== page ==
“The leader will decide. For now, they are being watched,” the warrior snarled.

Devarius gritted his teeth. “Lead the way.”

The warrior led Devarius further into the city. He noticed only two guards following behind. They strode along several alleys, turning left and right a few times, until they approached a barracks. The warrior led him inside, and to a room on the side. He stripped Devarius of his weapons and nodded. Devarius exhaled through his nose as he opened the door. Inside, two men sat in chairs on the other side of a rectangular table. A single chair stood in front of them. Devarius crept to the table as he studied the two men. One had white hair, a mustache, beige platemail, and a cape; the other was younger, with black hair, a neatly trimmed goatee, and muscles bulging from his tan leather armor.

“We hear you’ve been searching for us,” the man with the white hair said.

“For some time. You’re not easy to find.”

The old man smiled. “I’m glad to hear that.”

“Who are you?”

“I am Ellisar. Most call me the leader of the Resistance.”

Devarius nodded and looked to the other man.

“I am Tynaer, the captain of the Resistance.”

“Tell us, who are you?” Ellisar asked.

“My name is Devarius.”

“That is a name, but who are you? Why are you here? Why do you seek the Resistance?” Ellisar asked.

“My companions and I come from a village in the northwest. It wasn’t large enough to be on the map yet—it hadn’t even been named yet. I was helping them build the village. It was becoming home. Dragonriders came.” Devarius took a deep breath. “They heard a rumor there were people with the Resistance with us. They interrogated us, and began hanging us one by one, demanding we confess or expose the traitors. There were no traitors, at least, none that any of us knew. They decided to kill the rest of us. No witnesses, you know?” Devarius shrugged. “I decided I didn’t want to die. A friend and I distracted the dragonriders as we led a party of villagers away. We hid in the forest. Then, we traveled all over Kaeldroga trying to find your hidden city.”

“Quite a story.” Ellisar paused. “One I’d like to hear in more detail, but I’d still like to hear more about you.”

“Me?” Devarius asked.

“Instead of running, or pleading that you’ve done nothing wrong, you decided to find us instead. Clearly you’ve heard of us. If you knew we were real, then you must have had an encounter with us before. Most people don’t believe there’s a Resistance who wants to stop the Dragonia Empire.”

“That’s changing,” Devarius said.

“Perhaps so.” Ellisar crossed his fingers on the table in front of him. “But there’s more to you than that. I can feel it. You’ve had your problems with the Dragonia Empire. Tell me about it.”

Devarius inhaled. “I was a boy.” He rubbed his eyes. “We had little food. There was only enough to feed us. I don’t even think my mother and father ate. There was a bad drought, then a bad freeze during the winter. My parents didn’t pay their taxes to the Dragonia Empire. They couldn’t afford to. We hadn’t sold any of our crops that year. Two dragonriders came. They … they …” Devarius wiped a tear threatening to fall from his eye. “They demanded the taxes, the rightful taxes of the Dragonia Empire as they called it. My parents didn’t have it. They took my parents, and my older brother, and hung them in our front yard. They made my sister and me watch.” Tears streamed down Devarius’s face. “They made crude jokes about the color of our skin, about us being less human than them. Then … then, they took my sister. One of the riders took her onto his saddle and said she would be his. She was a couple years older than me.” He wiped his tears. “They took her and flew off into the distance. I was alone, and without hope. We lived on a farm, and our closest neighbors were leagues away. It was only me, and I had no idea what to do.”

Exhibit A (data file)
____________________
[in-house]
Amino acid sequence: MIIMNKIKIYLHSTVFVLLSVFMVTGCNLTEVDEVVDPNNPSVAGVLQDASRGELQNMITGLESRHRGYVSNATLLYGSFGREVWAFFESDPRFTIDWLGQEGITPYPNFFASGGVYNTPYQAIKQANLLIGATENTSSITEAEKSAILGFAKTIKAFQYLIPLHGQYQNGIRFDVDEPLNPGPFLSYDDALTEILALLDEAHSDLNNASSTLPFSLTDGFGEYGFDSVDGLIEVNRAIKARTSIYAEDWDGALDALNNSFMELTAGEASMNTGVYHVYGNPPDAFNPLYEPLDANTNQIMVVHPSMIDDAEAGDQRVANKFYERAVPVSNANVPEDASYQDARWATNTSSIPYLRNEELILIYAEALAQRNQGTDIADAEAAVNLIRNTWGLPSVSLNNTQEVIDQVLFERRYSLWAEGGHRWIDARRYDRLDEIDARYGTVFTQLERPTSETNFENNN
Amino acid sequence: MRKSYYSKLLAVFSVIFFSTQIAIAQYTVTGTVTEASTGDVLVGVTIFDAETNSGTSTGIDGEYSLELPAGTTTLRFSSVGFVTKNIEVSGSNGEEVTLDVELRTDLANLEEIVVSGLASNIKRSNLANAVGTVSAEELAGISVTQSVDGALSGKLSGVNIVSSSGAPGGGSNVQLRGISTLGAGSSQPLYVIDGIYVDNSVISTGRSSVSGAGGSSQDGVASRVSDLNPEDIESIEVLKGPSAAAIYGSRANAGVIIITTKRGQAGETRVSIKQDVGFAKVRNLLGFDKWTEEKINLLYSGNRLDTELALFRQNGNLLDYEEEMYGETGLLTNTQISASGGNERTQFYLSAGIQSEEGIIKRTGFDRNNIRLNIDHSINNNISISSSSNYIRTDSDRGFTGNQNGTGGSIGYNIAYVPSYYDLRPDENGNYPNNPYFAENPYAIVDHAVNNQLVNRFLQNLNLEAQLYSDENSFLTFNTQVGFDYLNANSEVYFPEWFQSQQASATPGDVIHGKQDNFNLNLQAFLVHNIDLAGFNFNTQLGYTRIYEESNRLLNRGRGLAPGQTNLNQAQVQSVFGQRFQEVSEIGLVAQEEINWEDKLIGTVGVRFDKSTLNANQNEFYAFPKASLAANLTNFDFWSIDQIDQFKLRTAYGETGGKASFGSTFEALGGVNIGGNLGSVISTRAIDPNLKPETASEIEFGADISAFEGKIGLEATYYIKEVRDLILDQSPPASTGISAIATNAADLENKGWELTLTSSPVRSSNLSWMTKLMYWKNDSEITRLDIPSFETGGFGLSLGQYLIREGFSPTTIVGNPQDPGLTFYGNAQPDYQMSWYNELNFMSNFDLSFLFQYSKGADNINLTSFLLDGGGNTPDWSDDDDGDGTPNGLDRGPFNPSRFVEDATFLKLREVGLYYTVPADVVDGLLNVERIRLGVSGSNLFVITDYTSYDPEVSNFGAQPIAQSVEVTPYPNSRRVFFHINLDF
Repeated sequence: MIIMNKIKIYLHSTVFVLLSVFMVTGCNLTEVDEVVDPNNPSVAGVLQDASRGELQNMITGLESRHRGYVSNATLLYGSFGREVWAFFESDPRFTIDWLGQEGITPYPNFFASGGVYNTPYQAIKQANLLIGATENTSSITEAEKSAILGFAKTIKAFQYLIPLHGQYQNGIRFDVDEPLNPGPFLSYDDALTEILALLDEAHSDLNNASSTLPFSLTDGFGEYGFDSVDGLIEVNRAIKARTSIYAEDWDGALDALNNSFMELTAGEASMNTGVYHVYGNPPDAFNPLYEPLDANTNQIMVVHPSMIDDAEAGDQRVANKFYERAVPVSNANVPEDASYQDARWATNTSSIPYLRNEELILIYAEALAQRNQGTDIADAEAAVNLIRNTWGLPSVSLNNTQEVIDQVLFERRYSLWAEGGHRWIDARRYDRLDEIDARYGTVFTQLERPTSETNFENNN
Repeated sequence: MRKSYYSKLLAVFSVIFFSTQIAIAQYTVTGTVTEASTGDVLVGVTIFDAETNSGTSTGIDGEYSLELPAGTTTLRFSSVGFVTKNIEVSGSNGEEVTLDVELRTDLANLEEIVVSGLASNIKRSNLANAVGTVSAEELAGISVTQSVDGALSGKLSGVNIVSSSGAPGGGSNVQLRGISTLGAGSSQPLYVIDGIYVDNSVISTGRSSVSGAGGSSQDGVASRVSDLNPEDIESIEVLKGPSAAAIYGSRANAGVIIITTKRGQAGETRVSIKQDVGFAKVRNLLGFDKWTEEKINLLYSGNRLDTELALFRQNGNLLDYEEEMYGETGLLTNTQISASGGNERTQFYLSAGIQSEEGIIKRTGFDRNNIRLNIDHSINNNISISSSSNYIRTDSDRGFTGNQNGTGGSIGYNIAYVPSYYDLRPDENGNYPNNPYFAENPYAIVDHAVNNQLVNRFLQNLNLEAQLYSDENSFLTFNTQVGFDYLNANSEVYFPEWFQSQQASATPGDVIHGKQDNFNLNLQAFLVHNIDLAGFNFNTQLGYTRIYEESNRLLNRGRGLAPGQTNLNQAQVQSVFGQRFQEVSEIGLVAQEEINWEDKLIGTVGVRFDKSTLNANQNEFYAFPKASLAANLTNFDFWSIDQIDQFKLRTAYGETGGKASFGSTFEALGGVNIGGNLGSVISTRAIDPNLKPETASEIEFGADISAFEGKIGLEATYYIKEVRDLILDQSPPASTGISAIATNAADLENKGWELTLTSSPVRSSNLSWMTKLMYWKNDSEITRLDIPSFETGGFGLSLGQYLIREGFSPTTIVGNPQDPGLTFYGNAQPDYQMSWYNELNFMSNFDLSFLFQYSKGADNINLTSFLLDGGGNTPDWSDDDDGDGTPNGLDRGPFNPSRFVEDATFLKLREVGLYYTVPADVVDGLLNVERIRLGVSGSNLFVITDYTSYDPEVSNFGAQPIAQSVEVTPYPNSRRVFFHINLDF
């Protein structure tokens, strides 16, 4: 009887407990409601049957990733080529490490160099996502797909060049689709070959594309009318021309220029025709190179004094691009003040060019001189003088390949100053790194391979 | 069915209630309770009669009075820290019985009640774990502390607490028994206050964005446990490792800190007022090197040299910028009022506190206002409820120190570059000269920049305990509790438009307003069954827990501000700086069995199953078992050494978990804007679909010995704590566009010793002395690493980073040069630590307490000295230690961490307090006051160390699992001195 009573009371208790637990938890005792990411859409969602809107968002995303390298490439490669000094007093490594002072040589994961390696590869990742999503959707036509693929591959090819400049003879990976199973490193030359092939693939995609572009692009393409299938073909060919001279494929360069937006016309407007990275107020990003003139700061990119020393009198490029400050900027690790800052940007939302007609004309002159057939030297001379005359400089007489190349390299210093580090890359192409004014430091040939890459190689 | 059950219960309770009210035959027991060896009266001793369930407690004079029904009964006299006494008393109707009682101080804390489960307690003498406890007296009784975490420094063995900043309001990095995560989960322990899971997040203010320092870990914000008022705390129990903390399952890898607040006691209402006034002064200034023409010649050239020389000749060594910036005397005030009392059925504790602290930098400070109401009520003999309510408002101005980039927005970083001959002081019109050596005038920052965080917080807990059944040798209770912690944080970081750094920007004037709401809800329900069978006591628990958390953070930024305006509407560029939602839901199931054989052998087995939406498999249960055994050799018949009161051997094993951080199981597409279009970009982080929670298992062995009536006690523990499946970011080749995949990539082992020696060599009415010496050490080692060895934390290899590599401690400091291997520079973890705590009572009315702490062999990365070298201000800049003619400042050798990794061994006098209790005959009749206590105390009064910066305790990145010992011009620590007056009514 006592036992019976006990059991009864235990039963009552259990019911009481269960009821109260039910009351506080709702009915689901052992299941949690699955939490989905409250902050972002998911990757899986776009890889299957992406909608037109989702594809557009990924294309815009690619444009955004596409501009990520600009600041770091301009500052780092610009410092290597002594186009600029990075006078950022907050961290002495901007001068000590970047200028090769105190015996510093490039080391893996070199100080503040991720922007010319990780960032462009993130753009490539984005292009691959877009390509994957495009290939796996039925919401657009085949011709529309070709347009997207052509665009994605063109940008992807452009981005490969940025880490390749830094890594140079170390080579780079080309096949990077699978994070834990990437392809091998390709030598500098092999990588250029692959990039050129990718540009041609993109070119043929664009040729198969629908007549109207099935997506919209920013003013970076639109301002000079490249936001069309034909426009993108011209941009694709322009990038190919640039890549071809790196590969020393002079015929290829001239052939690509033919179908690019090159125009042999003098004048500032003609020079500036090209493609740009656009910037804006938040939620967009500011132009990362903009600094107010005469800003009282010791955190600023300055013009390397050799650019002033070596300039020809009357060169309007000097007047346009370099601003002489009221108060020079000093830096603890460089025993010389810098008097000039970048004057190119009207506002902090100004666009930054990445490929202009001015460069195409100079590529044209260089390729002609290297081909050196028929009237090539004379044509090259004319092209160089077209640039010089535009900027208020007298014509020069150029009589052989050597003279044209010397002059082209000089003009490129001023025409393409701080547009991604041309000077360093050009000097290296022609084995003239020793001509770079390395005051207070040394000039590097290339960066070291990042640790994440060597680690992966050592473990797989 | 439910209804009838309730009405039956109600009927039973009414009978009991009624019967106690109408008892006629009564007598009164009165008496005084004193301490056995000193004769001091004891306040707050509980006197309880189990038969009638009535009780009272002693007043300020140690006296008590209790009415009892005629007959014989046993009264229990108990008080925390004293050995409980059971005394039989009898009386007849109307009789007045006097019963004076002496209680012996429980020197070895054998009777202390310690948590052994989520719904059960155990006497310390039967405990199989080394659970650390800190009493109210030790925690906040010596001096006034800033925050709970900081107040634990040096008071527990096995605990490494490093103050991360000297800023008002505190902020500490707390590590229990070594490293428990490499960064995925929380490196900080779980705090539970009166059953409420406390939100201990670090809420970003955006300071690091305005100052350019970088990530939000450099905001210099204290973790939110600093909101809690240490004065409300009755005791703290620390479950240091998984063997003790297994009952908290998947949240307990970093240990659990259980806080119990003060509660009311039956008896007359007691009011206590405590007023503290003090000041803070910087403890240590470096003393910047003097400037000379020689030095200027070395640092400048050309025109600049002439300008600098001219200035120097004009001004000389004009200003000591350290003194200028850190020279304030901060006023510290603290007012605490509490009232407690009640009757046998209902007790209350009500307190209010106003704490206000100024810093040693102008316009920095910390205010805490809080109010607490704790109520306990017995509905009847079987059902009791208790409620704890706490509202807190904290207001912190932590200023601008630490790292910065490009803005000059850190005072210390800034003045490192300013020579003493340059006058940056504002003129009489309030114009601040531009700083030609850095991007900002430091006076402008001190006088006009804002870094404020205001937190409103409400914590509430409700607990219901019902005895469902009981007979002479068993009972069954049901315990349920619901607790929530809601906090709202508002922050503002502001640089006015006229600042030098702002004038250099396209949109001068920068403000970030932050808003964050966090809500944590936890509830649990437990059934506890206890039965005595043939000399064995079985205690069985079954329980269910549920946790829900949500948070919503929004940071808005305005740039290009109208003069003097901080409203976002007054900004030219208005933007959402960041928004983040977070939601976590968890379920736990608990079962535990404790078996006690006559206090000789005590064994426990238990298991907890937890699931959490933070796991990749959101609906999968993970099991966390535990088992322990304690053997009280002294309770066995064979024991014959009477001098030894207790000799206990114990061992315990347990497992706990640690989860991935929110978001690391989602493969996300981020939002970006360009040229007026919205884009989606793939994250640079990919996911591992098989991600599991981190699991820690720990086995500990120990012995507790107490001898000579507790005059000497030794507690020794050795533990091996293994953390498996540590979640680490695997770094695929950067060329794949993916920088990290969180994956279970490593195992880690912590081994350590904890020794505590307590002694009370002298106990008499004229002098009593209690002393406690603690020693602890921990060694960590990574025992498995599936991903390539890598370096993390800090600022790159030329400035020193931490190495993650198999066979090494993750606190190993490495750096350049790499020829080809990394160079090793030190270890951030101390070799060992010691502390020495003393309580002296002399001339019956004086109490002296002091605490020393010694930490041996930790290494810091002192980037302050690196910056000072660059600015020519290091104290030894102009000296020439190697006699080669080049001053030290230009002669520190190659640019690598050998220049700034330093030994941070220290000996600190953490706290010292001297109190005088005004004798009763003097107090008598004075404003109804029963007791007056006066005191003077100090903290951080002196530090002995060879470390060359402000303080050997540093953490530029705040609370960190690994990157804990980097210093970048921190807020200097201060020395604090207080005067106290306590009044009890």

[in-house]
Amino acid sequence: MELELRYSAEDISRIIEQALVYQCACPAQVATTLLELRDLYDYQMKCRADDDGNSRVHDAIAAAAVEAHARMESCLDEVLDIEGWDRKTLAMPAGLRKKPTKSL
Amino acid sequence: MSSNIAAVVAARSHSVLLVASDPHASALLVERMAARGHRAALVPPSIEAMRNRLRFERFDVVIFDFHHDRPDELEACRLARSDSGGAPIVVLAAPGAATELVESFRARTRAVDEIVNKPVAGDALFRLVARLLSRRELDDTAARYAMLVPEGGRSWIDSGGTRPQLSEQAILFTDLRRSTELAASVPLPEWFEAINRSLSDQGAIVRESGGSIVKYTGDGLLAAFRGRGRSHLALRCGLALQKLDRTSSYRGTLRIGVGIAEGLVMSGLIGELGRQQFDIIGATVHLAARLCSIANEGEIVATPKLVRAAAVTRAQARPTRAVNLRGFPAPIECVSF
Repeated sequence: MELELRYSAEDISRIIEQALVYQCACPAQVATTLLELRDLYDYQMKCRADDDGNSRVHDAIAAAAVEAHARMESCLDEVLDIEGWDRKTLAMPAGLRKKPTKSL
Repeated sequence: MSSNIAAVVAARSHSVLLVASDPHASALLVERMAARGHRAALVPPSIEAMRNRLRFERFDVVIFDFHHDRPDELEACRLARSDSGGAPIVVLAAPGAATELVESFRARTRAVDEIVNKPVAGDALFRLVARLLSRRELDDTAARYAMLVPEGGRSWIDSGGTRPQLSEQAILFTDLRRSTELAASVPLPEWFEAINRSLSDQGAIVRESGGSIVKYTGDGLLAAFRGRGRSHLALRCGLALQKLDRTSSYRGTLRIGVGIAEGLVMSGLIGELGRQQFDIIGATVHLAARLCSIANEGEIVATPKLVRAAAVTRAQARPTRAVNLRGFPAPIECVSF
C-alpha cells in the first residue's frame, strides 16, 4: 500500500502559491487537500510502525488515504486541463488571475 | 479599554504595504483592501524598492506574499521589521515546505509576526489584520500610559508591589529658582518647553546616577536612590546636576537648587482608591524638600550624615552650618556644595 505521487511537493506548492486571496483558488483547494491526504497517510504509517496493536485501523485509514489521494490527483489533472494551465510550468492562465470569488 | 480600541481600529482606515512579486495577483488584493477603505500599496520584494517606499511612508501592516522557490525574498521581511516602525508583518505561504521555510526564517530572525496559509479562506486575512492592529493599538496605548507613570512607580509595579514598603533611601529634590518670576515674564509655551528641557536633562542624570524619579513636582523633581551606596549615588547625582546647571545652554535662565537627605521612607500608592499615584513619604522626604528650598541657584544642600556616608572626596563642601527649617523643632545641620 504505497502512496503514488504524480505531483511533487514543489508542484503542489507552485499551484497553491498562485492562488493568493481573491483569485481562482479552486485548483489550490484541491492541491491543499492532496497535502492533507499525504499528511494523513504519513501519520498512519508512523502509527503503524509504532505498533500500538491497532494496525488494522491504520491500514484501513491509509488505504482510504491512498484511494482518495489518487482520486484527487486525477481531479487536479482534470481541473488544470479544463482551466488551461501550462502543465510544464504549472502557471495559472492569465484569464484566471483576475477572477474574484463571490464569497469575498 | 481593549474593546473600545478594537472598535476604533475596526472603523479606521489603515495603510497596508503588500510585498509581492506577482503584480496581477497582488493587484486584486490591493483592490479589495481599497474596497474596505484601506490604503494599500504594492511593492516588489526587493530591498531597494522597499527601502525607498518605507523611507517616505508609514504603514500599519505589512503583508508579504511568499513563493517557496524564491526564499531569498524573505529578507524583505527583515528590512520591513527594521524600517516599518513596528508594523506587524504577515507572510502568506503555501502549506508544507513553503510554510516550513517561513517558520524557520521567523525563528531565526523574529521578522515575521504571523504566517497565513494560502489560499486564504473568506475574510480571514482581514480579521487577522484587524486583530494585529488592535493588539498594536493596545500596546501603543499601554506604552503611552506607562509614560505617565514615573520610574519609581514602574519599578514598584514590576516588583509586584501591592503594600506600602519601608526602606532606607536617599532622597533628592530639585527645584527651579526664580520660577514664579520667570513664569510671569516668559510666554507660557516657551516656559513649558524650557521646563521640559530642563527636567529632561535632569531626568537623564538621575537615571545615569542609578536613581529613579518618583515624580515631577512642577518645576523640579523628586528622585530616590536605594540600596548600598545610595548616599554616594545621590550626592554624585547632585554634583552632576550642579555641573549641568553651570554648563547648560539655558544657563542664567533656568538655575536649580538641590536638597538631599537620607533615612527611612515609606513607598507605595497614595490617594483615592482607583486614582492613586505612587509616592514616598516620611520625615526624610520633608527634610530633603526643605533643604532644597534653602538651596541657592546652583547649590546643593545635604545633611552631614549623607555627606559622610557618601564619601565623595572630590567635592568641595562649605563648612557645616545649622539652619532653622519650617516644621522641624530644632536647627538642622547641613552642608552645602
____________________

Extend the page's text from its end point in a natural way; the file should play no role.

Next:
A long moment of silence followed his confession.

“That is quite a story,” Ellisar said.

Devarius looked into the leader’s eyes. “So, if you’re curious if my intentions are sincere, let me assure you, I am here to join you. I am here to help build the Resistance. I am here to make sure the Dragonia Empire pays for what they’ve done, not only for what they’ve done to me, but also for all the things they’ve done against hundreds of other families in Kaeldroga.”

“I believe you,” Ellisar said.

Devarius wiped away the rest of his tears and hardened his face. “What can I do?”

Ellisar’s lips pressed together tight. “Tomorrow, at sunrise, you can be at the courtyard. It is time for your training to begin.”

“Training?”

“How good are you with a sword?”

“I’ve only briefly used one. I know how to use a dagger.”

Ellisar nodded. “Tomorrow you will begin training. First will be conditioning, but soon, weapons training will follow. Bring any man or woman you believe can be skilled with a weapon.” Ellisar shook his pointer finger. “There is no racism or sexism here. The color of your skin doesn’t matter. You’re human. Whether you’re a man or a woman doesn’t matter. You’re human. We will only defeat the Dragonia Empire as a united force of humans. If you notice anyone being treated differently, do not hesitate to tell me.” Ellisar paused. “That being said, Tynaer is a jerk to everyone. But”—his finger continued to waggle—“he is hard for a reason. You will be in shape when he’s through.”

Devarius nodded. “I understand.”

“Are you ready?”

Devarius smiled. “I am.”

“Rest well tonight. The real fun starts tomorrow.”